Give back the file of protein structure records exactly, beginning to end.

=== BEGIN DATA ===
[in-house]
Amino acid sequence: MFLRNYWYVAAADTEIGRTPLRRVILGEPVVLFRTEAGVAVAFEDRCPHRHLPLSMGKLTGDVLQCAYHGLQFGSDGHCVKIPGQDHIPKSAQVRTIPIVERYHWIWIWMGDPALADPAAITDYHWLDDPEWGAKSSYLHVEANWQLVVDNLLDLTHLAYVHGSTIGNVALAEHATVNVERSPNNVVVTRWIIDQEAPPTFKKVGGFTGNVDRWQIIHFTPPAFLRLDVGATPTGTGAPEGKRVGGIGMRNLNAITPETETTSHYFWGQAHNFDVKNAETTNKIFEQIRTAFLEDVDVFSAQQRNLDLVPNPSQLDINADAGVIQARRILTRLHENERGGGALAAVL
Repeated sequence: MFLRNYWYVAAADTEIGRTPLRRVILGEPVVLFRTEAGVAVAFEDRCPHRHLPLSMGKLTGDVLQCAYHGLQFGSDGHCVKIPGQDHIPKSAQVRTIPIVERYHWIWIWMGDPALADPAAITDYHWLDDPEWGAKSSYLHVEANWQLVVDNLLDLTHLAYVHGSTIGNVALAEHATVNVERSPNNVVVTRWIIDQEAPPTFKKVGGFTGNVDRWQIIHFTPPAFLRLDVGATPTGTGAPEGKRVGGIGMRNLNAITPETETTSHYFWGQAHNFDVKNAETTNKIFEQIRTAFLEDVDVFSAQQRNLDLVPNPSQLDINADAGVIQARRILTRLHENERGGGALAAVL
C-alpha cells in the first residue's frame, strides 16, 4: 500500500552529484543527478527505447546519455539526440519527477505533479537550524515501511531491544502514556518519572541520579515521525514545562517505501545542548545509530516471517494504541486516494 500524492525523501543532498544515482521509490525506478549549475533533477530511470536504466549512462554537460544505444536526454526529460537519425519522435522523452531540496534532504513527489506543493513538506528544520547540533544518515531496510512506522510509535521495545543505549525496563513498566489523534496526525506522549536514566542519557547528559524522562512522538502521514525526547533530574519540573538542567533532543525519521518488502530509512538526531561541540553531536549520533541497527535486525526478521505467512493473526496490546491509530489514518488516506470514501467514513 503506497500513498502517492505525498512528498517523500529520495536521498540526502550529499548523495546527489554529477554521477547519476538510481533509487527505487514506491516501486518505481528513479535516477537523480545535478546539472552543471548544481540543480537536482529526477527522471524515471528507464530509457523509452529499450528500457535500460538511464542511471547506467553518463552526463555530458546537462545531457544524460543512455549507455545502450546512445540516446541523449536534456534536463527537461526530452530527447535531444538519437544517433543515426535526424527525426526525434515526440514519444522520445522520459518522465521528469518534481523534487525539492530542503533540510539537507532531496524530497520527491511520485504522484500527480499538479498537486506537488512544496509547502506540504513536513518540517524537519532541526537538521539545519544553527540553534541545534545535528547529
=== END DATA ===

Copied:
[in-house]
Amino acid sequence: MFLRNYWYVAAADTEIGRTPLRRVILGEPVVLFRTEAGVAVAFEDRCPHRHLPLSMGKLTGDVLQCAYHGLQFGSDGHCVKIPGQDHIPKSAQVRTIPIVERYHWIWIWMGDPALADPAAITDYHWLDDPEWGAKSSYLHVEANWQLVVDNLLDLTHLAYVHGSTIGNVALAEHATVNVERSPNNVVVTRWIIDQEAPPTFKKVGGFTGNVDRWQIIHFTPPAFLRLDVGATPTGTGAPEGKRVGGIGMRNLNAITPETETTSHYFWGQAHNFDVKNAETTNKIFEQIRTAFLEDVDVFSAQQRNLDLVPNPSQLDINADAGVIQARRILTRLHENERGGGALAAVL
Repeated sequence: MFLRNYWYVAAADTEIGRTPLRRVILGEPVVLFRTEAGVAVAFEDRCPHRHLPLSMGKLTGDVLQCAYHGLQFGSDGHCVKIPGQDHIPKSAQVRTIPIVERYHWIWIWMGDPALADPAAITDYHWLDDPEWGAKSSYLHVEANWQLVVDNLLDLTHLAYVHGSTIGNVALAEHATVNVERSPNNVVVTRWIIDQEAPPTFKKVGGFTGNVDRWQIIHFTPPAFLRLDVGATPTGTGAPEGKRVGGIGMRNLNAITPETETTSHYFWGQAHNFDVKNAETTNKIFEQIRTAFLEDVDVFSAQQRNLDLVPNPSQLDINADAGVIQARRILTRLHENERGGGALAAVL
C-alpha cells in the first residue's frame, strides 16, 4: 500500500552529484543527478527505447546519455539526440519527477505533479537550524515501511531491544502514556518519572541520579515521525514545562517505501545542548545509530516471517494504541486516494 500524492525523501543532498544515482521509490525506478549549475533533477530511470536504466549512462554537460544505444536526454526529460537519425519522435522523452531540496534532504513527489506543493513538506528544520547540533544518515531496510512506522510509535521495545543505549525496563513498566489523534496526525506522549536514566542519557547528559524522562512522538502521514525526547533530574519540573538542567533532543525519521518488502530509512538526531561541540553531536549520533541497527535486525526478521505467512493473526496490546491509530489514518488516506470514501467514513 503506497500513498502517492505525498512528498517523500529520495536521498540526502550529499548523495546527489554529477554521477547519476538510481533509487527505487514506491516501486518505481528513479535516477537523480545535478546539472552543471548544481540543480537536482529526477527522471524515471528507464530509457523509452529499450528500457535500460538511464542511471547506467553518463552526463555530458546537462545531457544524460543512455549507455545502450546512445540516446541523449536534456534536463527537461526530452530527447535531444538519437544517433543515426535526424527525426526525434515526440514519444522520445522520459518522465521528469518534481523534487525539492530542503533540510539537507532531496524530497520527491511520485504522484500527480499538479498537486506537488512544496509547502506540504513536513518540517524537519532541526537538521539545519544553527540553534541545534545535528547529